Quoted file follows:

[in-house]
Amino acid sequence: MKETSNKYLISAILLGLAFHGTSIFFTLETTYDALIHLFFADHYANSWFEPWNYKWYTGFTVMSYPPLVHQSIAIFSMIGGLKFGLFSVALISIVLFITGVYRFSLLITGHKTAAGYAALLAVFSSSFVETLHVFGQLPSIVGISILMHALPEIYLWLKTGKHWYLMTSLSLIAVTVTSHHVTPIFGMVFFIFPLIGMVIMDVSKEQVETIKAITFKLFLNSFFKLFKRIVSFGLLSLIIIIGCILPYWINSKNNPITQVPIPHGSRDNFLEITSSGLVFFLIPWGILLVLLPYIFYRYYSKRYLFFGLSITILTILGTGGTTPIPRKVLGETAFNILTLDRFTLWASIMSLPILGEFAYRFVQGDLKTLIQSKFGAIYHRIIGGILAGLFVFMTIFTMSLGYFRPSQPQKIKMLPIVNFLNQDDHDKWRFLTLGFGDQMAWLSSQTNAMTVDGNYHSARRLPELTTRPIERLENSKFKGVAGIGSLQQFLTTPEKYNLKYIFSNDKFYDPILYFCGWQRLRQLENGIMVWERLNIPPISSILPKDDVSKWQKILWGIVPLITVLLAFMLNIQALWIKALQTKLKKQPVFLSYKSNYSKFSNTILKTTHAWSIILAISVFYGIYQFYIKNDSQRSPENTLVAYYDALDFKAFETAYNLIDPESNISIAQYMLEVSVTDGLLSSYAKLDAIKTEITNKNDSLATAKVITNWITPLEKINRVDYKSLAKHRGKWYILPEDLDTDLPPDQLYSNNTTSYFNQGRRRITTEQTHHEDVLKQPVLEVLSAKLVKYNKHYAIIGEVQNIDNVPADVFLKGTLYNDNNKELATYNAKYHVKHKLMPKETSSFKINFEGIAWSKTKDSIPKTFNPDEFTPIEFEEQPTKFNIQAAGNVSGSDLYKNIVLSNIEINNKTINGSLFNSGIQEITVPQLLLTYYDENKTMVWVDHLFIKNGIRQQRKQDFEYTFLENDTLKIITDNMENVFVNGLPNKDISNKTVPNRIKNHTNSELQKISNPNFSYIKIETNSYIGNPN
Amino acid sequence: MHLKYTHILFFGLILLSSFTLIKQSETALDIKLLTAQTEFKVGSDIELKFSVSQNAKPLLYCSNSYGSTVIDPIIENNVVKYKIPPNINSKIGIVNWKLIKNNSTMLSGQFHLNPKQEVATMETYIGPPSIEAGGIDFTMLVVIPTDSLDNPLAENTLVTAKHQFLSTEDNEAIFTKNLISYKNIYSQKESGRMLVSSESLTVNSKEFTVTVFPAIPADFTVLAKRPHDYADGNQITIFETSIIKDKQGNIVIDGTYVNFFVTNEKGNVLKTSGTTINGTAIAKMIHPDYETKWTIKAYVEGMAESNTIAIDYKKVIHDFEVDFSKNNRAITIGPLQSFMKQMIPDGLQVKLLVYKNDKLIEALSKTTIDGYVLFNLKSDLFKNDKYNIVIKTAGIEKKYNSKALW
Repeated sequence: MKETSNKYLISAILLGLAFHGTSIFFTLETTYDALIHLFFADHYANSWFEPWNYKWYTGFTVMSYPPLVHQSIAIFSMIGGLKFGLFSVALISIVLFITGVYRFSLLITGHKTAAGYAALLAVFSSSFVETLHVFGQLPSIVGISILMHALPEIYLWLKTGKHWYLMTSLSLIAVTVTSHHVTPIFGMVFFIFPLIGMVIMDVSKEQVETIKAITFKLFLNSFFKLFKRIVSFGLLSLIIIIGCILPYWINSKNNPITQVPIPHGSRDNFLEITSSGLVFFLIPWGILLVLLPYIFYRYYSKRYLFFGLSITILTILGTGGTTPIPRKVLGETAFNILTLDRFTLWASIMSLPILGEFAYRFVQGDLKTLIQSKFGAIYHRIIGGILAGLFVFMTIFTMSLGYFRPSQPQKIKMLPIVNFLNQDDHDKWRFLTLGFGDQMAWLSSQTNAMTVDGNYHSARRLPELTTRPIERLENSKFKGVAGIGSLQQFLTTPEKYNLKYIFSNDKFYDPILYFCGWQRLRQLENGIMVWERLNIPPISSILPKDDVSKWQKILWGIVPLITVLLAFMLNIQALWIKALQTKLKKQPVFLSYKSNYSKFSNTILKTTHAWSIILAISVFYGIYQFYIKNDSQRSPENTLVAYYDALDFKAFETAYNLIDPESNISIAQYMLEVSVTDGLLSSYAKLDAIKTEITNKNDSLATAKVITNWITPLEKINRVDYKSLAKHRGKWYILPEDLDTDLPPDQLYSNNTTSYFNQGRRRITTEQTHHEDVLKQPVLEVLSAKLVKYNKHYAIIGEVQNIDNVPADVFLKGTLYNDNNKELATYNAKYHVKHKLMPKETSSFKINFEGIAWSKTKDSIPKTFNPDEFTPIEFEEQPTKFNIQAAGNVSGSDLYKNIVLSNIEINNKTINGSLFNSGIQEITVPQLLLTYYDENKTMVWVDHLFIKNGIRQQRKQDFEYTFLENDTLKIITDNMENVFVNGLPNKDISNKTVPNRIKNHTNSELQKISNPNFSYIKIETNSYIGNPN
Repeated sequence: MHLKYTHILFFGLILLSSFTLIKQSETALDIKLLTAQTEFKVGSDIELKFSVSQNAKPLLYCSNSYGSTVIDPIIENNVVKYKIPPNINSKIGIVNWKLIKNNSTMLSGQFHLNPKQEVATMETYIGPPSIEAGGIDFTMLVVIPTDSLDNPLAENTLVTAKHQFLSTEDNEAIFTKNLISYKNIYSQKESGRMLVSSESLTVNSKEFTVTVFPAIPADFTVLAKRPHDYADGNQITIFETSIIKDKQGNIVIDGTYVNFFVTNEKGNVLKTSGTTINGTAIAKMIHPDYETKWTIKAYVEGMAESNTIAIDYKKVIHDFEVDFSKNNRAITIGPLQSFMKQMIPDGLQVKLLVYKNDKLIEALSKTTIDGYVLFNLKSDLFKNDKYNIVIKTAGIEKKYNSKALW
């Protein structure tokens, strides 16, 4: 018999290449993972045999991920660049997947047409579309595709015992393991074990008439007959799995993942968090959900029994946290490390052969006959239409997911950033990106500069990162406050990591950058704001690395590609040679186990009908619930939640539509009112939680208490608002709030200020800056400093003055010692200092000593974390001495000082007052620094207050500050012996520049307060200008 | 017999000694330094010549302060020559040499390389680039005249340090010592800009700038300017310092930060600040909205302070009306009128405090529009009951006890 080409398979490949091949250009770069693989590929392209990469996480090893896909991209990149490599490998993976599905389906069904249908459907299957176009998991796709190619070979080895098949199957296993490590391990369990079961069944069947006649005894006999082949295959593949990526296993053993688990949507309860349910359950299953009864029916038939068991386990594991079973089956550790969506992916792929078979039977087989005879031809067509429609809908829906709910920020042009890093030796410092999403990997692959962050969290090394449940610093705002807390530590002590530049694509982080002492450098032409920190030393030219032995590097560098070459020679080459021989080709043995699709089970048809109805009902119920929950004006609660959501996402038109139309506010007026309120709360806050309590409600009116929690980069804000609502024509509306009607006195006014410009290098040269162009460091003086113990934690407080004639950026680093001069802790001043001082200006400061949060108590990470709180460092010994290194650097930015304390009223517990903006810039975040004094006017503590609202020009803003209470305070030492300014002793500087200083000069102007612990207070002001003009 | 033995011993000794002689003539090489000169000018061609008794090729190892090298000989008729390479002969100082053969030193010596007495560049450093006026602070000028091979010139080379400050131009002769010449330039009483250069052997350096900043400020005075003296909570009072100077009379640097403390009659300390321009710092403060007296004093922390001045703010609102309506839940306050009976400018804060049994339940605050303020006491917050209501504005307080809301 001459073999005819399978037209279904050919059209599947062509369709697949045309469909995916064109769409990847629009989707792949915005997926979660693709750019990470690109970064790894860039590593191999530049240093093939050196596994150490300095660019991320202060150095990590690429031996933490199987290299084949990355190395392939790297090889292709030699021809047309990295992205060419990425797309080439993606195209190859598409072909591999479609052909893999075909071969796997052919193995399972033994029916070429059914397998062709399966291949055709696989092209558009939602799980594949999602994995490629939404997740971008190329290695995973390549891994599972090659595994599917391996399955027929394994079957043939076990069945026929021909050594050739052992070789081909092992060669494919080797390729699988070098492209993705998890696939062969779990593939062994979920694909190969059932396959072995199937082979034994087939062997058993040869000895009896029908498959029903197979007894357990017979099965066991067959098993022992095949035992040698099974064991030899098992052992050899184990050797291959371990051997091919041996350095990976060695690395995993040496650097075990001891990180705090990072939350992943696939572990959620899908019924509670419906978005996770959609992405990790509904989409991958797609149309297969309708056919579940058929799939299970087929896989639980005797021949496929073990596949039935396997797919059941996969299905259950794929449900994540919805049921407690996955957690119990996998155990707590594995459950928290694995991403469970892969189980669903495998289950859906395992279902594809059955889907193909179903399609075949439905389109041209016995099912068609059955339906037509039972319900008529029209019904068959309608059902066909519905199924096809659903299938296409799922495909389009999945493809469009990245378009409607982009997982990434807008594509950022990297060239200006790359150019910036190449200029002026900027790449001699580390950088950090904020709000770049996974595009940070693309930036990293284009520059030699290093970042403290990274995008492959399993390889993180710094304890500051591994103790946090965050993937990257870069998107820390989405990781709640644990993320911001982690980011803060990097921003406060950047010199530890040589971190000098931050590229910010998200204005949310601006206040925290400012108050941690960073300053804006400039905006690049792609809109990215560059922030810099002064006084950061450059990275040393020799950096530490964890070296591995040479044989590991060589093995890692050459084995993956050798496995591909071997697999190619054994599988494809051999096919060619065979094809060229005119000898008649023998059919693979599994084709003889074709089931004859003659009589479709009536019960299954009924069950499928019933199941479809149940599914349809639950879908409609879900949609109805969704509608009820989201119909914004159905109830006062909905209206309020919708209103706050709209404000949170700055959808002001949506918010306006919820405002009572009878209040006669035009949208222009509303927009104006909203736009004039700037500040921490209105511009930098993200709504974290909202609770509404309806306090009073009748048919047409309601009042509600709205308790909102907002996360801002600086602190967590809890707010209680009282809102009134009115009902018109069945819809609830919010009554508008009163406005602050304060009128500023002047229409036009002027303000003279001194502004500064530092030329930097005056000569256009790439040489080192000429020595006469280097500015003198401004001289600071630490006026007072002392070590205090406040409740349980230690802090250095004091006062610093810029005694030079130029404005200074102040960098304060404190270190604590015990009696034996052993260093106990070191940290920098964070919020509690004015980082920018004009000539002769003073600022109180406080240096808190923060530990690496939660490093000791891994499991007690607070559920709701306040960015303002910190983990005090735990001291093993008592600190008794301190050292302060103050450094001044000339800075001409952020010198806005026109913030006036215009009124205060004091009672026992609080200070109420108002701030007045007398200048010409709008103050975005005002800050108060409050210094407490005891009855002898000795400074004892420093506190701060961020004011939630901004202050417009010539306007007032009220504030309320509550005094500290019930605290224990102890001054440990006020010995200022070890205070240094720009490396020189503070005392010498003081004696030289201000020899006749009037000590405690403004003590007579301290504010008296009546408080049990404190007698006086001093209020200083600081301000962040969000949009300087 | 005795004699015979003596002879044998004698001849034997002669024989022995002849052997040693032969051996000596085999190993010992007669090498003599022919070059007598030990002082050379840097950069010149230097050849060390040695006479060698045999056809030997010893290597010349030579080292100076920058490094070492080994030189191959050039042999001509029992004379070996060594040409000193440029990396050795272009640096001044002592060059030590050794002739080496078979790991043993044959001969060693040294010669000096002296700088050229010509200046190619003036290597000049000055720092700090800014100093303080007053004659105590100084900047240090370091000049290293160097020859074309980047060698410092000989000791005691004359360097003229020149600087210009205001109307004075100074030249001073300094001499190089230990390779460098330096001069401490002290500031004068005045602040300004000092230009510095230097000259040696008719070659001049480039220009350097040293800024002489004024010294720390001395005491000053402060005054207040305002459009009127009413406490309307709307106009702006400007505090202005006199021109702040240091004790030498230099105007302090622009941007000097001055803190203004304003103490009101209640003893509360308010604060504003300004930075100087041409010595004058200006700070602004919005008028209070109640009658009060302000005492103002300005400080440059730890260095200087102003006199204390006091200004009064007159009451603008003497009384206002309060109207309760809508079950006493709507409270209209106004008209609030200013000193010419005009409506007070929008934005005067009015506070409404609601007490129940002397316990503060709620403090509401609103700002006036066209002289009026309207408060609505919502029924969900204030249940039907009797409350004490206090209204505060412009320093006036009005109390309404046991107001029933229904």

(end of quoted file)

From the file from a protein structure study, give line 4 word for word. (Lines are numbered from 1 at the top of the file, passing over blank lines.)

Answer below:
Repeated sequence: MKETSNKYLISAILLGLAFHGTSIFFTLETTYDALIHLFFADHYANSWFEPWNYKWYTGFTVMSYPPLVHQSIAIFSMIGGLKFGLFSVALISIVLFITGVYRFSLLITGHKTAAGYAALLAVFSSSFVETLHVFGQLPSIVGISILMHALPEIYLWLKTGKHWYLMTSLSLIAVTVTSHHVTPIFGMVFFIFPLIGMVIMDVSKEQVETIKAITFKLFLNSFFKLFKRIVSFGLLSLIIIIGCILPYWINSKNNPITQVPIPHGSRDNFLEITSSGLVFFLIPWGILLVLLPYIFYRYYSKRYLFFGLSITILTILGTGGTTPIPRKVLGETAFNILTLDRFTLWASIMSLPILGEFAYRFVQGDLKTLIQSKFGAIYHRIIGGILAGLFVFMTIFTMSLGYFRPSQPQKIKMLPIVNFLNQDDHDKWRFLTLGFGDQMAWLSSQTNAMTVDGNYHSARRLPELTTRPIERLENSKFKGVAGIGSLQQFLTTPEKYNLKYIFSNDKFYDPILYFCGWQRLRQLENGIMVWERLNIPPISSILPKDDVSKWQKILWGIVPLITVLLAFMLNIQALWIKALQTKLKKQPVFLSYKSNYSKFSNTILKTTHAWSIILAISVFYGIYQFYIKNDSQRSPENTLVAYYDALDFKAFETAYNLIDPESNISIAQYMLEVSVTDGLLSSYAKLDAIKTEITNKNDSLATAKVITNWITPLEKINRVDYKSLAKHRGKWYILPEDLDTDLPPDQLYSNNTTSYFNQGRRRITTEQTHHEDVLKQPVLEVLSAKLVKYNKHYAIIGEVQNIDNVPADVFLKGTLYNDNNKELATYNAKYHVKHKLMPKETSSFKINFEGIAWSKTKDSIPKTFNPDEFTPIEFEEQPTKFNIQAAGNVSGSDLYKNIVLSNIEINNKTINGSLFNSGIQEITVPQLLLTYYDENKTMVWVDHLFIKNGIRQQRKQDFEYTFLENDTLKIITDNMENVFVNGLPNKDISNKTVPNRIKNHTNSELQKISNPNFSYIKIETNSYIGNPN